I obviously don't want to cover every last thing. But I'll give examples and explain as best I can. The * * * separates each point and the red text, is bits from the story itself.

* * *

The most boring critiques are the missing capitalization for many sentences. And the typos like...

“hoping to find the inspiration of his muses with ever breath.” *every

* * *

You love the word 'And' And it should die. You had a ton of sentences that used a comma, and then used and. That's what the comma tends to be for. If you deleted those and's the sentences would have flown better. There's also lot of descriptor words, that could/should be cut. A rule I also occasionally break myself, but if something is obvious it doesn't need the descriptor. Like “Wee” Ant. Ants are tiny already. The mind can process that without any help.

Also you repeated yourself a lot...Repetition every now and then and work for dramatic effect, you certainly we're trying to do just that. But like repeating the same sentences that have the same literary point, over and over again. Doesn't really make the story/narrative stronger.

Like this, two sentences mean the same thing and also start/end with the same phrase.

“Though like all storms it died out, for the way the story was to be structured, the way it was to be told, was to be read first from top to bottom by the reader, until the very last line. Yes, it was the last line which actually implied the story was to be read in reverse, from the bottom line to the paragraph above.”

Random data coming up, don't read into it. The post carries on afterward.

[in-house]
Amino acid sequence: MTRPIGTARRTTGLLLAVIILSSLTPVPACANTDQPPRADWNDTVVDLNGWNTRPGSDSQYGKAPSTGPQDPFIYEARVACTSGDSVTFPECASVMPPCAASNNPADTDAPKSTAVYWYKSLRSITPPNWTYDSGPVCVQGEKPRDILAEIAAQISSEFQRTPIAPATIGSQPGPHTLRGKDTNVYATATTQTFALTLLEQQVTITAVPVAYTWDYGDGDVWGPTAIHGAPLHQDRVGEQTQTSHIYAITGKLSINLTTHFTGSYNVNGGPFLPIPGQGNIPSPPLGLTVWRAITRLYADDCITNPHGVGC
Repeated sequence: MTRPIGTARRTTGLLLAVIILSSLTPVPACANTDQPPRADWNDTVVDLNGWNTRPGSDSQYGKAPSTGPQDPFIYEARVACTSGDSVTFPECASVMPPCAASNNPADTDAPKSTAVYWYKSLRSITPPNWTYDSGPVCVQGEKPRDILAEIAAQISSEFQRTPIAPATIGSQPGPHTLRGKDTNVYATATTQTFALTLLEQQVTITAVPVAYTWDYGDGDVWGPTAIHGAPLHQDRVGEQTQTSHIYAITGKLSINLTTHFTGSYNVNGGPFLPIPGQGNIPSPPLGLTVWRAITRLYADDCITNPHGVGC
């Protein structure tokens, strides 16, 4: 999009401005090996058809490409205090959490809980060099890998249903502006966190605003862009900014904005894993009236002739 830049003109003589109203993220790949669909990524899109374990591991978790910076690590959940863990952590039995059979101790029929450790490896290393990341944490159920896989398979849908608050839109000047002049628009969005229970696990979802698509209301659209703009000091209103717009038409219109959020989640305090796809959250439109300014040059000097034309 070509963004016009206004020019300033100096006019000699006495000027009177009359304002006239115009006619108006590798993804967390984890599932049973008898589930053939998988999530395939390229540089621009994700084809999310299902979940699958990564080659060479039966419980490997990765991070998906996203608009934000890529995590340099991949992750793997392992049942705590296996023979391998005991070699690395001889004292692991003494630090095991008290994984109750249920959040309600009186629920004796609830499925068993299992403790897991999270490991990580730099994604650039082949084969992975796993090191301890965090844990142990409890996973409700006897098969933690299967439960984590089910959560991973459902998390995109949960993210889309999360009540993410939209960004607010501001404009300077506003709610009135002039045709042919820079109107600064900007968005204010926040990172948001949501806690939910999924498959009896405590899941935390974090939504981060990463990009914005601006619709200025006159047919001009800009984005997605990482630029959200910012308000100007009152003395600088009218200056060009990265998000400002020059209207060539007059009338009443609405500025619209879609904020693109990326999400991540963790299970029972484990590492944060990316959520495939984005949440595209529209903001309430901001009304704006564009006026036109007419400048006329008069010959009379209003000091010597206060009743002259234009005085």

And though the last part seems to be the meat of the story, it seems loaded down with it. (though likely on purpose, to show the monotony the character experienced.) But it got a bit exhausting to read...

* * *

Also, you loved using metaphors. The story was definitely more like an artsy poem. Not a story that followed a plot, character or having any noticeable structure. Purple prose, often only benefits the writer, getting to flex their muscles. But if the metaphor is messed up, it's far worse than simply a messy sentence that builds character or plot. Because it literally loses the point of being there.

“splintering across the mirrored sky like lightening reversed.” I assume you meant lightning. Because that word means brightening.

“computer screen as the Writer stared at the abyssal grey.” Now that probably should be 'grey abyss'. Because abyssal, actually solely refers to measuring the ocean.

“The thunderous pauses with every tap of the spacebar” That should probably be 'Pauses, with every thunderous tap of the spacebar.' unless the pause itself is somehow loud. And so on, so forth.

* * *

I honestly got lost, I wasn't one hundred percent certain if any of the other parts were apart of the whole story. If the hiders were meant to separate evenly or split off. Because there were four parts.

A. One without a hider.
B. One named something different.
C. Same without a hider.
D. Another hider but with different name.

So I was questioning. Is A and C take place in the same place then B and D separately. Or does A and C occur in the same place, but B and D don't because each hider is under a different name. Etc. If all of it was suppose to mesh into a cohesive story. I ask, how much of the actual story did I even miss if I cut out A-C and just left D?

I didn't seem to have a reason to care about the character seemingly suffering, aside from that it was happening.

So, this comes off probably overly rough. But I can appreciate the interesting idea inside the poetry. I can almost see the movie of this concept playing out in my head, that I can only assume was playing in yours. I feel like this concept could be quite interesting in a short film...but it left me just a little confused.

Everybody's a critic. Grateful for the read, regardless. :3